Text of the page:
New Engine Powers Honda Pilot SUV
It has always fascinated me that some cars have such distinctive personalities that I am convinced I could recognize them even blindfolded. This especially true of Honda products and that applies as much to the Pilot as anything else from the Japanese manufacturer.
The Pilot combines trademark conservative exterior styling wrapped around a unique size that is larger than a mid-size SUV like the Toyota Highlander but not quite as ponderous as a Chevrolet Tahoe.
Under the Pilot’s hood is an immensely flexible, powerful but comparatively economical V-6 mated with a five-speed automatic transmission to produce excellent acceleration and over-the-road cruising, plus relatively nimble handling and solid cargo capacity.
Best of all, the Pilot displays all of the trademark Honda traits that give the marque such an enduring reputation for superb quality, reliability and engineering. Body panels fit snugly, interior trim pieces match, switches and buttons function crisply and the doors close with a reassuring thunk.
The new engine for 2005 is a 3.5-liter unit that produces 255 horsepower at 5,400 rpm and, more importantly for folks who use their SUVs to tow things like boats and trailers, there is 250 lb-ft of torque available at 4,500 rpm.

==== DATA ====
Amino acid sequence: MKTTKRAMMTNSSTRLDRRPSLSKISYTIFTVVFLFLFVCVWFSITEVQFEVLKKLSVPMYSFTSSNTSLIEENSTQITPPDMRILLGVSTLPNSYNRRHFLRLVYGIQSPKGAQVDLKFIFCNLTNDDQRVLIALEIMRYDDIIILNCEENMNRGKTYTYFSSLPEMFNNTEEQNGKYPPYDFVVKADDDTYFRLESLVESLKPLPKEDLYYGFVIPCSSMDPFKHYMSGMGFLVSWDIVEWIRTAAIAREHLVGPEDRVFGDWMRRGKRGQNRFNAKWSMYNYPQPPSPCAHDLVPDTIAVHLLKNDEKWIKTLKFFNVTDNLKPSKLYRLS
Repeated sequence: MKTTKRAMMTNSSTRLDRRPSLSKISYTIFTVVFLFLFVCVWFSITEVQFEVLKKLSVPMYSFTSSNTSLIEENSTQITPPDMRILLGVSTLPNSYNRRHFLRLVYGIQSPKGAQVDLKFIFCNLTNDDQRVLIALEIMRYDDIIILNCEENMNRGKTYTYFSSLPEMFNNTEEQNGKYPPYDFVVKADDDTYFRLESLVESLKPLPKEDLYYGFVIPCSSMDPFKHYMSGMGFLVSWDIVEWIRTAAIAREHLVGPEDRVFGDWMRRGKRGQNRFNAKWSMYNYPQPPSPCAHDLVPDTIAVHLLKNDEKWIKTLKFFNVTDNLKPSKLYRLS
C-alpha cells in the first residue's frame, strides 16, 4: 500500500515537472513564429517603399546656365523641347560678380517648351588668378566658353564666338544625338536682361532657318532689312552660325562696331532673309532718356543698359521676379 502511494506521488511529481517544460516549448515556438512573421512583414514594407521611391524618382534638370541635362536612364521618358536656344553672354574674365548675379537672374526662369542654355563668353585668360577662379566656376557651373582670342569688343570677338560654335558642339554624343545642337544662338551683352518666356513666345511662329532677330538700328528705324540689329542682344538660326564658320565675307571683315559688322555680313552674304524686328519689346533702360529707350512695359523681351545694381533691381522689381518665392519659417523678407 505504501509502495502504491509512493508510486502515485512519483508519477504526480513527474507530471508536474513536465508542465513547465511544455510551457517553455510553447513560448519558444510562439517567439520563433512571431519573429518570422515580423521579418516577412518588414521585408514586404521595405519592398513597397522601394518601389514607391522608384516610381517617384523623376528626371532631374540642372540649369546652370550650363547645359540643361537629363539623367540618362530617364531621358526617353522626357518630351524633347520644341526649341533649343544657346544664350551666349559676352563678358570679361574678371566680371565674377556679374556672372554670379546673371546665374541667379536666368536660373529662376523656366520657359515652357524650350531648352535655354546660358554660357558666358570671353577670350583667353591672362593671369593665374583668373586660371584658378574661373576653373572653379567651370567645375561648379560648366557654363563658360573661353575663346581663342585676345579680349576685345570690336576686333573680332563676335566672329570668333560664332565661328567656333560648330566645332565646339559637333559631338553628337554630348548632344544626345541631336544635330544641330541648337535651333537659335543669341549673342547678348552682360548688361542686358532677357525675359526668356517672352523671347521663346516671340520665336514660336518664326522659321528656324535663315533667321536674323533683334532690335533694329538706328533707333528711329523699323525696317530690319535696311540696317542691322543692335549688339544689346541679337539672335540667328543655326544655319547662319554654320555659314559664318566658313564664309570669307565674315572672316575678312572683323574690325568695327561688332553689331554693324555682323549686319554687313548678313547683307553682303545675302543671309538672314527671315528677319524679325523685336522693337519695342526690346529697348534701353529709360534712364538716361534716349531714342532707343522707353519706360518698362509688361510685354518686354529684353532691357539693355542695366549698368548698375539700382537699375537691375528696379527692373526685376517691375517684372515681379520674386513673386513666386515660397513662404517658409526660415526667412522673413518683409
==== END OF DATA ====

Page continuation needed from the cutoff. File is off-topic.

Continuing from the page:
Coupled with the five-speed automatic and a curb weight of just under 4,500 pounds, the 3.5-liter V-6, which is shared with the Odyssey minivan, moves the Pilot from 0-60 mph in 8.67 seconds. Mid-range acceleration in suburban and city driving is quite good.
Slide behind the Pilot’s steering wheel and you see an instrument panel that features large main gauges, a center console with mostly easy-to-use controls and a thick steering wheel with a variety of supplementary controls.
I still don’t care much for Honda’s single big knob to control a bunch of environmental functions, though, and I must admit to being a tiny bit surprised by the sliding cover for the center console looks a little chintzy. Rather un-Honda-like that.
But virtually everything else about the Pilot’s interior should look, feel and sound instantly familiar to anybody who has spent much time in any Honda of the past decade or two. Oh yes, you can also fold the rear two rows of seating flat and the Pilot can swallow oodles of stuff.
The Pilot shares its basic platform and drivetrain with the Odyssey and Acura’s wonderful MDX luxury SUV. The three vehicles display their own unique functional traits, but look closely and you can see the kinship. That’s why all three have attracted legions of loyal customers, just like so many other Honda products.